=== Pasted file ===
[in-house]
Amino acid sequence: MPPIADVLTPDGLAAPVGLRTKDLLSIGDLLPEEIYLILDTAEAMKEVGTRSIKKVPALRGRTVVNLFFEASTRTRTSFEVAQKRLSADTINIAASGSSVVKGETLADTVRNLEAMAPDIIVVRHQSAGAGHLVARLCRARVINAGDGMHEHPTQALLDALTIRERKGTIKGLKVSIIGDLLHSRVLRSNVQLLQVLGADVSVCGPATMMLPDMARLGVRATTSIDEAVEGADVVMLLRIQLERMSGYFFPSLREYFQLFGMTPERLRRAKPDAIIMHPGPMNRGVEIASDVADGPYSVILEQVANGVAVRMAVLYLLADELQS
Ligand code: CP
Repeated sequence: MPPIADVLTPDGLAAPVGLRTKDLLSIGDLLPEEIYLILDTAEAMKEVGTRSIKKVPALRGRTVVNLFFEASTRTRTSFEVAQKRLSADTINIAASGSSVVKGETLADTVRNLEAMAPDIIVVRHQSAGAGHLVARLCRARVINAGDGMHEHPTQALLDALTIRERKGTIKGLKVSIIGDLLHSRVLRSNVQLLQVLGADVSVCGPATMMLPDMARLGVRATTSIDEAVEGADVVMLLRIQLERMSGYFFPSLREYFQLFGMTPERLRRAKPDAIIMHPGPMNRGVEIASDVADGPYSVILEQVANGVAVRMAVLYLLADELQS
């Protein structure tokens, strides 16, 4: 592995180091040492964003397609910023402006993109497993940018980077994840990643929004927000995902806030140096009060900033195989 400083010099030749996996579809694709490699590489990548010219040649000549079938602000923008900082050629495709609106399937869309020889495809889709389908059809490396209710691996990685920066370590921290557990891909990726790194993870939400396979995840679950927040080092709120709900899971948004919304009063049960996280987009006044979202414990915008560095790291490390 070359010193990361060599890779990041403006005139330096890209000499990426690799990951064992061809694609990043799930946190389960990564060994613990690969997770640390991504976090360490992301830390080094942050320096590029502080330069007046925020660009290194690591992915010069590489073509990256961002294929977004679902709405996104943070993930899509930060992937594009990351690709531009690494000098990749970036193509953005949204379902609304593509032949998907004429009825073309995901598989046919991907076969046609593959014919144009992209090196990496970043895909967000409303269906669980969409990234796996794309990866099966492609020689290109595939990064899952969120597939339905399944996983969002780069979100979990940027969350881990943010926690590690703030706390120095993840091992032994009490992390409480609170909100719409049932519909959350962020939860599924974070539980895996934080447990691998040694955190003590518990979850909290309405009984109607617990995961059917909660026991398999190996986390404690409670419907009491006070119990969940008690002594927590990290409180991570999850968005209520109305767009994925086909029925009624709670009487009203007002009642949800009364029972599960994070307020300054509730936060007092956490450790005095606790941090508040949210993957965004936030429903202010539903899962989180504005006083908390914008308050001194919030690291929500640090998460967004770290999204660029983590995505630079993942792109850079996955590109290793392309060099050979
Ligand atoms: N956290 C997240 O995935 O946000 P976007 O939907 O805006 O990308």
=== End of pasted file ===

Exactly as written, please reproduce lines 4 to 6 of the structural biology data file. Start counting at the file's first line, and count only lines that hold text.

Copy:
Repeated sequence: MPPIADVLTPDGLAAPVGLRTKDLLSIGDLLPEEIYLILDTAEAMKEVGTRSIKKVPALRGRTVVNLFFEASTRTRTSFEVAQKRLSADTINIAASGSSVVKGETLADTVRNLEAMAPDIIVVRHQSAGAGHLVARLCRARVINAGDGMHEHPTQALLDALTIRERKGTIKGLKVSIIGDLLHSRVLRSNVQLLQVLGADVSVCGPATMMLPDMARLGVRATTSIDEAVEGADVVMLLRIQLERMSGYFFPSLREYFQLFGMTPERLRRAKPDAIIMHPGPMNRGVEIASDVADGPYSVILEQVANGVAVRMAVLYLLADELQS
């Protein structure tokens, strides 16, 4: 592995180091040492964003397609910023402006993109497993940018980077994840990643929004927000995902806030140096009060900033195989 400083010099030749996996579809694709490699590489990548010219040649000549079938602000923008900082050629495709609106399937869309020889495809889709389908059809490396209710691996990685920066370590921290557990891909990726790194993870939400396979995840679950927040080092709120709900899971948004919304009063049960996280987009006044979202414990915008560095790291490390 070359010193990361060599890779990041403006005139330096890209000499990426690799990951064992061809694609990043799930946190389960990564060994613990690969997770640390991504976090360490992301830390080094942050320096590029502080330069007046925020660009290194690591992915010069590489073509990256961002294929977004679902709405996104943070993930899509930060992937594009990351690709531009690494000098990749970036193509953005949204379902609304593509032949998907004429009825073309995901598989046919991907076969046609593959014919144009992209090196990496970043895909967000409303269906669980969409990234796996794309990866099966492609020689290109595939990064899952969120597939339905399944996983969002780069979100979990940027969350881990943010926690590690703030706390120095993840091992032994009490992390409480609170909100719409049932519909959350962020939860599924974070539980895996934080447990691998040694955190003590518990979850909290309405009984109607617990995961059917909660026991398999190996986390404690409670419907009491006070119990969940008690002594927590990290409180991570999850968005209520109305767009994925086909029925009624709670009487009203007002009642949800009364029972599960994070307020300054509730936060007092956490450790005095606790941090508040949210993957965004936030429903202010539903899962989180504005006083908390914008308050001194919030690291929500640090998460967004770290999204660029983590995505630079993942792109850079996955590109290793392309060099050979
Ligand atoms: N956290 C997240 O995935 O946000 P976007 O939907 O805006 O990308």